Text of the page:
• Those who drink occasionally tend to recover once they are sober. However, while their judgment is impaired, they may make poor decisions with lasting effects, such as driving under the influence.
  • Those who drink moderately, one or two drinks per day, can have a higher risk for breast cancer. They may also be prone to increased violence or accidents.
  • Heavy or chronic drinking occurs over an extended period of time, and it can cause lasting damage. For women* and anyone 65 years or older, this is four or more drinks per day or eight or more drinks per week. For men* under the age of 65, it is five or more drinks per day or 15 or more drinks per week.

For reference, standard drink sizes are:

  • 12 ounces of beer (5% alcohol content)
  • 5 ounces of wine (12% alcohol content)
  • 1.5 ounces of 80-proof (40% alcohol content) distilled spirits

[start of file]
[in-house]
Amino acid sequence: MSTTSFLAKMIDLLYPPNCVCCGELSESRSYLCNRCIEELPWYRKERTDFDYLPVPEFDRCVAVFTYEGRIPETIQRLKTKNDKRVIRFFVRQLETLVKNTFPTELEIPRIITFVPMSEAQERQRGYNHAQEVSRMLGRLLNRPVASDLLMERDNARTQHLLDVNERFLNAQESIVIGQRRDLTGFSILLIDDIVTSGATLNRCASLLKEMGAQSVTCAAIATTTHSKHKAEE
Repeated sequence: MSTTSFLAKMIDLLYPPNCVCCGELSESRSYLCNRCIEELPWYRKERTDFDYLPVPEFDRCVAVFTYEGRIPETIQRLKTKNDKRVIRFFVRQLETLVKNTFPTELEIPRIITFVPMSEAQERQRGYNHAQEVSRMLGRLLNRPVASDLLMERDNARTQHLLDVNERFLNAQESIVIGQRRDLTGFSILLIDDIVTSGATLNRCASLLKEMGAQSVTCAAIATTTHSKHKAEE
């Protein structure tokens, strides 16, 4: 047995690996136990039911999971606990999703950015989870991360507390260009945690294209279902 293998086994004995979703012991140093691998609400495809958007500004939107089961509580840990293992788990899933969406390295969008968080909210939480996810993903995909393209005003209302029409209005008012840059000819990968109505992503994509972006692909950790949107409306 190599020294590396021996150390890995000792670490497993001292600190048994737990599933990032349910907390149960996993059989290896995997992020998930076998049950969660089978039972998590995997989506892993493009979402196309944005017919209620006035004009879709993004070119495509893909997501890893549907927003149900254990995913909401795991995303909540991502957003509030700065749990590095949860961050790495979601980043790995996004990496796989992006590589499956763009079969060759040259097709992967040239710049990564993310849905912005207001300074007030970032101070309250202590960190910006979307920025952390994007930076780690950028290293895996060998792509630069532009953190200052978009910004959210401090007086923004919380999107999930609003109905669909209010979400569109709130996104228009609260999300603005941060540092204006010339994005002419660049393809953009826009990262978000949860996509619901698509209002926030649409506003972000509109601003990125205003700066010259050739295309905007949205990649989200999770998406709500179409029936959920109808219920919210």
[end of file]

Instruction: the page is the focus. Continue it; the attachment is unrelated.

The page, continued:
Alcohol Misuse and Its Lasting Effects

Over time, excessive drinking can lead to mental health problems, such as depression and anxiety. Alcohol abuse can increase your risk for some cancers as well as severe, and potentially permanent, brain damage. It can lead to Wernicke-Korsakoff syndrome (WKS), which is marked by amnesia, extreme confusion and eyesight issues. WKS is a brain disorder caused by a thiamine deficiency or lack of vitamin B-1.

Alcohol can harm your body in many ways. The good news is that within a year of stopping drinking, most cognitive damage can be reversed or improved.

If you or someone you know needs help, please contact your physician or Alcoholics Anonymous.

* Scientists do not always collect information from participants about gender identity. To avoid misrepresenting the results of this research, we use the same terminology as the study authors.